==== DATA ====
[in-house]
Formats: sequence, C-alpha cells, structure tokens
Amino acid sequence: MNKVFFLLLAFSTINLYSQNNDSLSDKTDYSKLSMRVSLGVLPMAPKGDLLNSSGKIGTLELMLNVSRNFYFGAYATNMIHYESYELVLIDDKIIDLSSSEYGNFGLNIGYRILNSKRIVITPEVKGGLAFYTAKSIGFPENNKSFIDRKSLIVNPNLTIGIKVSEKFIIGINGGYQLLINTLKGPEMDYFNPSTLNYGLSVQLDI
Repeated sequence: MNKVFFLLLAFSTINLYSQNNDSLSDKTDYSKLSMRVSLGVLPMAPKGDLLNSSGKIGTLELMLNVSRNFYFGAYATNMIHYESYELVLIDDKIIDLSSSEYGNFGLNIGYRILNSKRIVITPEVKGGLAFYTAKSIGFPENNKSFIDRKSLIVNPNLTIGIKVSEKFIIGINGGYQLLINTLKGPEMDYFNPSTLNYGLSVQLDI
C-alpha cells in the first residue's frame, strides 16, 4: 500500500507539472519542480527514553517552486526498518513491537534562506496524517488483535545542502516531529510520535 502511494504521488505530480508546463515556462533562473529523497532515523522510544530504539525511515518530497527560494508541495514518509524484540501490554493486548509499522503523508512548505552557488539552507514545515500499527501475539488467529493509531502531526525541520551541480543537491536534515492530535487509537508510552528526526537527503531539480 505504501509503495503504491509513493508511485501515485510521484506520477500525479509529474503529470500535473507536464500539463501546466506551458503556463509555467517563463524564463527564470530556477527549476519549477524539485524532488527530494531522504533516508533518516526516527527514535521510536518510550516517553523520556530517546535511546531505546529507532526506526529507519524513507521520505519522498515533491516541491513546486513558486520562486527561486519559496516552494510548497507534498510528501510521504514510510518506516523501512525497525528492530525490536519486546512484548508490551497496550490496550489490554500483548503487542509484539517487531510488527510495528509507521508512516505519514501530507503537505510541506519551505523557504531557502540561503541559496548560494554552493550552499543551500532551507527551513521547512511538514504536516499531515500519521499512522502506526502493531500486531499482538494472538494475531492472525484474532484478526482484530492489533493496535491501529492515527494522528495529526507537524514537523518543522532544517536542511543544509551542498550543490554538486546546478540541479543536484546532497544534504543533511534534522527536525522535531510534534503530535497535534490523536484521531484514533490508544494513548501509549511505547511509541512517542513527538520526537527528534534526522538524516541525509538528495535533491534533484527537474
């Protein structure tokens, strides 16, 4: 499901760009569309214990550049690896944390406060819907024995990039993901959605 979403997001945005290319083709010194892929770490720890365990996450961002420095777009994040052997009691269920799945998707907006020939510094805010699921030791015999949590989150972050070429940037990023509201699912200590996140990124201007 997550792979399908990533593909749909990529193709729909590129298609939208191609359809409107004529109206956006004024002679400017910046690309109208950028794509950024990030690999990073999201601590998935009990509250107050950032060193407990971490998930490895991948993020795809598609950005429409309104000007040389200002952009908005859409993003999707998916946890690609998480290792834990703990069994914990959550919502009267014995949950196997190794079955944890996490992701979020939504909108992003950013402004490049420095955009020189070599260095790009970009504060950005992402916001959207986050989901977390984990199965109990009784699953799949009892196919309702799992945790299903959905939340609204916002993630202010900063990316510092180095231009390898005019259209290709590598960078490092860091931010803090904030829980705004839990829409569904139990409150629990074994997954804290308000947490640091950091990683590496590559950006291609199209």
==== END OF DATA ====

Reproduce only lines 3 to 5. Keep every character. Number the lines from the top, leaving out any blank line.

Amino acid sequence: MNKVFFLLLAFSTINLYSQNNDSLSDKTDYSKLSMRVSLGVLPMAPKGDLLNSSGKIGTLELMLNVSRNFYFGAYATNMIHYESYELVLIDDKIIDLSSSEYGNFGLNIGYRILNSKRIVITPEVKGGLAFYTAKSIGFPENNKSFIDRKSLIVNPNLTIGIKVSEKFIIGINGGYQLLINTLKGPEMDYFNPSTLNYGLSVQLDI
Repeated sequence: MNKVFFLLLAFSTINLYSQNNDSLSDKTDYSKLSMRVSLGVLPMAPKGDLLNSSGKIGTLELMLNVSRNFYFGAYATNMIHYESYELVLIDDKIIDLSSSEYGNFGLNIGYRILNSKRIVITPEVKGGLAFYTAKSIGFPENNKSFIDRKSLIVNPNLTIGIKVSEKFIIGINGGYQLLINTLKGPEMDYFNPSTLNYGLSVQLDI
C-alpha cells in the first residue's frame, strides 16, 4: 500500500507539472519542480527514553517552486526498518513491537534562506496524517488483535545542502516531529510520535 502511494504521488505530480508546463515556462533562473529523497532515523522510544530504539525511515518530497527560494508541495514518509524484540501490554493486548509499522503523508512548505552557488539552507514545515500499527501475539488467529493509531502531526525541520551541480543537491536534515492530535487509537508510552528526526537527503531539480 505504501509503495503504491509513493508511485501515485510521484506520477500525479509529474503529470500535473507536464500539463501546466506551458503556463509555467517563463524564463527564470530556477527549476519549477524539485524532488527530494531522504533516508533518516526516527527514535521510536518510550516517553523520556530517546535511546531505546529507532526506526529507519524513507521520505519522498515533491516541491513546486513558486520562486527561486519559496516552494510548497507534498510528501510521504514510510518506516523501512525497525528492530525490536519486546512484548508490551497496550490496550489490554500483548503487542509484539517487531510488527510495528509507521508512516505519514501530507503537505510541506519551505523557504531557502540561503541559496548560494554552493550552499543551500532551507527551513521547512511538514504536516499531515500519521499512522502506526502493531500486531499482538494472538494475531492472525484474532484478526482484530492489533493496535491501529492515527494522528495529526507537524514537523518543522532544517536542511543544509551542498550543490554538486546546478540541479543536484546532497544534504543533511534534522527536525522535531510534534503530535497535534490523536484521531484514533490508544494513548501509549511505547511509541512517542513527538520526537527528534534526522538524516541525509538528495535533491534533484527537474